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Local News

  • Braving the Rain

    They huddled under the pavilion and tackled other business first in hopes that the rain would stop and the march could start.

    The more than 40 people who attended the March of Dimes' March for Babies fundraiser on Saturday at Veterans Memorial Park listened to families' stories, took part in an auction and won prizes.

    Anne Gibbs spoke of her family's gratitude toward the March of Dimes and its part in saving the lives of her children.

  • New church focuses on reclaiming families

    The idea came to him in a dream. A little more than a year later, that idea became a reality. And three weeks ago, a worship center opened and its first service attracted about 45 people.

    It all began in March 2008, when the Rev. Jeff Newton had a dream about a turtle without a shell. He said he begin to think about how a shell offers protection and wondered if the dream might mean someone from his church was planning to leave.

    That person turned out to be him.

  • Groups help local family

    The echo of steadily pounding hammers could be heard from far away. Sawdust and the smell of freshly cut wood floated in the light breeze. And the atmosphere was one of giving back to the community.

    The hammers and wood eventually created two new decks for a Taylor County family, built by Campbellsville University students, Kentucky Heartland Outreach personnel and volunteers from Lowe's.

  • BREAKING NEWS: Campbellsville Schools closes remainder of week

    With attendance rates down Tuesday, Campbellsville School Superintendent Mike Deaton made the decision to cancel classes for the rest of the week.

    On Tuesday morning, Deaton said the elementary school has been hit the hardest.

    Taylor County School Superintendent Roger Cook canceled classes for his students after attendance was down on Monday.

    With fall break next week, students will not return to class until Monday, Oct. 12.

    Both Deaton and Cook said they hope the long break will provide ample time for the illnesses to run their course.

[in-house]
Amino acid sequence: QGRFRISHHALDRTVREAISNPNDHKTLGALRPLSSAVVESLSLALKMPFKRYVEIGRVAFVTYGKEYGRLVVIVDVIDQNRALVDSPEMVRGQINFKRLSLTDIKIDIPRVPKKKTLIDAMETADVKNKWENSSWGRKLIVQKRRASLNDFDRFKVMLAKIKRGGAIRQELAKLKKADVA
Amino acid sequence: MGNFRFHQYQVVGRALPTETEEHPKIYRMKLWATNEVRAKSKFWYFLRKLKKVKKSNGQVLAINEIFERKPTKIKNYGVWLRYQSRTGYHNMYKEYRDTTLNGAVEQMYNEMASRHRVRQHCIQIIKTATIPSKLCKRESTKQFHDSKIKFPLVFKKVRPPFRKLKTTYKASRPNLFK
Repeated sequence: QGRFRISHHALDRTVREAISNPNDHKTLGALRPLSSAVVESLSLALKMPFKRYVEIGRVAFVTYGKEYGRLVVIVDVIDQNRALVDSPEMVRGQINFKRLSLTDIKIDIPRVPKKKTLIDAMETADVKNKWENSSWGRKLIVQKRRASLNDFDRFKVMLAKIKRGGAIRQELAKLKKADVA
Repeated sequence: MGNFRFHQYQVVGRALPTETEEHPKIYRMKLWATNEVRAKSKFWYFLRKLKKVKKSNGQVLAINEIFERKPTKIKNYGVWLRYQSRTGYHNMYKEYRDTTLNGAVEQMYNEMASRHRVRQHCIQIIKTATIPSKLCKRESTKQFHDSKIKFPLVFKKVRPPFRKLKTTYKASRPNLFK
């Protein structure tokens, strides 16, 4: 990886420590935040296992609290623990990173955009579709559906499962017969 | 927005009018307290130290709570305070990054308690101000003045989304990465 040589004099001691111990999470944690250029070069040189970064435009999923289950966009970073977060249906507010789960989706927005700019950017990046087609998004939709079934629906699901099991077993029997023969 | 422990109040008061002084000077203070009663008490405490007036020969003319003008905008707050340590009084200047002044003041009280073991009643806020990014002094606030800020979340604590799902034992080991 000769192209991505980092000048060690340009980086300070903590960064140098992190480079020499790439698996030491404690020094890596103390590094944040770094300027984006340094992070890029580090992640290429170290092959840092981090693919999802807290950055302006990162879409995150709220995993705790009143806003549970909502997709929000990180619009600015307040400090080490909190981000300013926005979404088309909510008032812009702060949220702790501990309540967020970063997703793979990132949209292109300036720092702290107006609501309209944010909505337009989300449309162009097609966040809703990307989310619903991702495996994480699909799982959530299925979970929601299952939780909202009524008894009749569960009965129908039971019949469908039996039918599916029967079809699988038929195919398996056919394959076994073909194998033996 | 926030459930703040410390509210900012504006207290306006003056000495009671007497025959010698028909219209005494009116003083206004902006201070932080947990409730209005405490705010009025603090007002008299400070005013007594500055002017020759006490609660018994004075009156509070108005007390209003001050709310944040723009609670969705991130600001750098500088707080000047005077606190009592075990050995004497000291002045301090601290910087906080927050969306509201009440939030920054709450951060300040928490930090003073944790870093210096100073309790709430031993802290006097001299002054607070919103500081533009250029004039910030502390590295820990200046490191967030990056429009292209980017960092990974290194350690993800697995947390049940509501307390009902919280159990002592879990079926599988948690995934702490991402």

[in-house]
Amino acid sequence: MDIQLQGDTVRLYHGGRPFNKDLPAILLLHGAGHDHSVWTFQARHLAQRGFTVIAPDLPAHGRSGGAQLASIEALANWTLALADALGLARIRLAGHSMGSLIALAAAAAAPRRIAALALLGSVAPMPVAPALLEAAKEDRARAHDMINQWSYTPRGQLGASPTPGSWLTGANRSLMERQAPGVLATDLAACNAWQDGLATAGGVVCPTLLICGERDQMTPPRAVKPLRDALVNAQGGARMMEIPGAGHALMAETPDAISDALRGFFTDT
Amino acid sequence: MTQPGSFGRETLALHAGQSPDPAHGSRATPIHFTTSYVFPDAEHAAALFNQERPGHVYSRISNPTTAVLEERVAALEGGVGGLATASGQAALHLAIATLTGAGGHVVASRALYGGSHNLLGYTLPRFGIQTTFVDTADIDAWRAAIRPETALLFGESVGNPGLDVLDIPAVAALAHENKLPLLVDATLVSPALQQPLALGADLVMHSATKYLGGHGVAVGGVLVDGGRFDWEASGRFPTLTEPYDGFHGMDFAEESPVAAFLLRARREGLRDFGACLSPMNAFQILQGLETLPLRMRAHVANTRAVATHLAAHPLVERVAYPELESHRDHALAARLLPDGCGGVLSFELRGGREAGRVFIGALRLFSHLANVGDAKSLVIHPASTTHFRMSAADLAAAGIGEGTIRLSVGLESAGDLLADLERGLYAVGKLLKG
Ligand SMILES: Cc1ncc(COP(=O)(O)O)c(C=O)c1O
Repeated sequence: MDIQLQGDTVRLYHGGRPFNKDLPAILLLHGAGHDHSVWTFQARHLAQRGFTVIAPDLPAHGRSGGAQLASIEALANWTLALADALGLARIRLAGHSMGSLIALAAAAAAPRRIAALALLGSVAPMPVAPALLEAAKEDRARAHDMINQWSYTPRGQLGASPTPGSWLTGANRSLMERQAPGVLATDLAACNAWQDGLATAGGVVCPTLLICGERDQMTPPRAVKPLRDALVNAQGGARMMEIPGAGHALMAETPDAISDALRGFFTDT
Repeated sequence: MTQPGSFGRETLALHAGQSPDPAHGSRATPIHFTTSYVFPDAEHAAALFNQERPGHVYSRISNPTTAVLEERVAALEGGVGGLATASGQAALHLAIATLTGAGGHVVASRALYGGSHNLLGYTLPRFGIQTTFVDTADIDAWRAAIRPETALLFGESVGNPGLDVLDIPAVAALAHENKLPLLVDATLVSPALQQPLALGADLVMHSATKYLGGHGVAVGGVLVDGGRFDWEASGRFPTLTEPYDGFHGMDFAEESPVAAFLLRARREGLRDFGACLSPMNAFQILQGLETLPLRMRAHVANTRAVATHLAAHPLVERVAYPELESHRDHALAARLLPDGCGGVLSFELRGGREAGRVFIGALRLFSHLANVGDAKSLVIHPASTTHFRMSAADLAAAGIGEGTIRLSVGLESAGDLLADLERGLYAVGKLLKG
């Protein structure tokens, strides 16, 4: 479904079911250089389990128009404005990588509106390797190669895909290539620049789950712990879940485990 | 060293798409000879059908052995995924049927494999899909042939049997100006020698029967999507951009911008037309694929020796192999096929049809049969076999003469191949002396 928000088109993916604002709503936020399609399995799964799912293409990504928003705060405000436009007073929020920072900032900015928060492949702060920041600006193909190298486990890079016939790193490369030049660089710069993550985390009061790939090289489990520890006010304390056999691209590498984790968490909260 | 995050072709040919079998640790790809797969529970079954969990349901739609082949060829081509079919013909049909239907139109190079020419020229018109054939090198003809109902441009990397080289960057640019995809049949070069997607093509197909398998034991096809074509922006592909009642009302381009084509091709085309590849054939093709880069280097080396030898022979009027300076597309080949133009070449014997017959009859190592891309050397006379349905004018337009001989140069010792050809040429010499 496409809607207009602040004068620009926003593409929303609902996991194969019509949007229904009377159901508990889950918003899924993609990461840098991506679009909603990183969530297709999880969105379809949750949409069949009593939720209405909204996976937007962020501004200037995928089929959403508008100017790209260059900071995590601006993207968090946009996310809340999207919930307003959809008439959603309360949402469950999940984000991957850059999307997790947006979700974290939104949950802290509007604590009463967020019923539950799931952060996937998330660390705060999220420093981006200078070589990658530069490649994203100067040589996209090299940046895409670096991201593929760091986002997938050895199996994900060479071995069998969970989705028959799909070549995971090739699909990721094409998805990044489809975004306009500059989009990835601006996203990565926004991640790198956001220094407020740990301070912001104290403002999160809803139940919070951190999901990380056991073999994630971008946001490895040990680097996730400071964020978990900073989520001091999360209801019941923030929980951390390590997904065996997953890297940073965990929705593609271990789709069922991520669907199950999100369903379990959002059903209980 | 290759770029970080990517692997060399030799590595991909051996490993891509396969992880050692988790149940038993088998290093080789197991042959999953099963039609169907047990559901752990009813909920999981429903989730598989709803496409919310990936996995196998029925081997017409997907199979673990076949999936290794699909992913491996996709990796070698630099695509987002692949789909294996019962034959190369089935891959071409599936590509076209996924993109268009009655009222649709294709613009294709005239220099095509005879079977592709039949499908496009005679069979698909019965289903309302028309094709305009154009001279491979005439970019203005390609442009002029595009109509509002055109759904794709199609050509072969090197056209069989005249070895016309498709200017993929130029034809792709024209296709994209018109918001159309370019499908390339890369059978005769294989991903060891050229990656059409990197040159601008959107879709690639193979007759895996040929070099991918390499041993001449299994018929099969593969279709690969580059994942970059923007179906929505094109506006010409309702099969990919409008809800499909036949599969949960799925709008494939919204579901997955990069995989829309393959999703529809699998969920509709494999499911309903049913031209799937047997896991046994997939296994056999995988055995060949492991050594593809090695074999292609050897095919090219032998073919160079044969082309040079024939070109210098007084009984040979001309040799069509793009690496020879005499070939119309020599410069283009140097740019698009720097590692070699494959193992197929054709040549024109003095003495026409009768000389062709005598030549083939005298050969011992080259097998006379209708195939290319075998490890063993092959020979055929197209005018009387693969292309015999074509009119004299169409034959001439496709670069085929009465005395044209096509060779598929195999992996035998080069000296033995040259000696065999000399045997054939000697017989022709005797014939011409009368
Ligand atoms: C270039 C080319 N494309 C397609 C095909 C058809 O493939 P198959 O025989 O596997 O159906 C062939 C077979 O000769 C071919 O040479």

• Schools see mixed results on annual tests

    This year's No Child Left Behind data has left some mixed results for local school systems. Some scores are up, but several schools have been ruled as not making adequate yearly progress.

    NCLB results were released last week, along with an interim performance report that replaces CATS results. Signed into law in January 2002, the federal NCLB Act requires states to provide information on districts' progress to reach proficiency by 2014.

  • 'Summer Memories'

    The Friends of the Taylor County Public Library hosted a free "summer memories" event Thursday.

    Though attendance was down, many activities were available, including summertime stories, crafts for children to give to their teachers, snacks and a scrapbook page for photos from summer vacations.

    The library's event next month will be a tailgate party with Campbellsville University football players.

    For more information, call the library at 465-2562.

     

  • No Child Left Behind and Interim Performance Reports

    Click the links below to view the No Child Left Behind and Interim Performance Reports for the Campbellsville and Taylor County school districts.

     

     

     

  • Interim Performance Report - Campbellsville Independent
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  • Farmers to see benefits from livestock program.

    The recent rise in cost of dead livestock removal has raised important questions for landowners and conservation leaders in Taylor County. However, with new grant money the county recently received, that process has become much simpler.

    "Since the implementation of our removal program, local landowners, at no direct cost to them, can easily have their deceased animals picked up," says Kathy Hodges, a conservationist with U.S. Department of Agriculture's Natural Resources Conservation Service.

  • School attendance OK, despite illness

    Attendance at local schools remains strong as the flu season kicks into gear.

    Attendance rates have dropped at some local schools but are not at severe levels.

    "Actually, our attendance has been a little better," said Kirby Smith, Campbellsville High School principal. "We still have some kids out sick, but I think as a whole our students are getting better."

    Campbellsville Middle School Principal Chris Kidwell said attendance had dropped a few days, but otherwise has been strong.

  • Handmade Christmas Cards

    This upcoming holiday season, residents will likely get dozens of cards with Christmas wishes. But some may get a card made close to home - by a Taylor County Elementary School student.

    Students in a social skills class, made up of a group of children with autism and related disabilities, have made Christmas cards and they will soon be for sale to the public.

    The students made the cards under the guidance of TCES teachers Brandy Close, an occupational therapist, and Jennifer Houk, a speech therapist.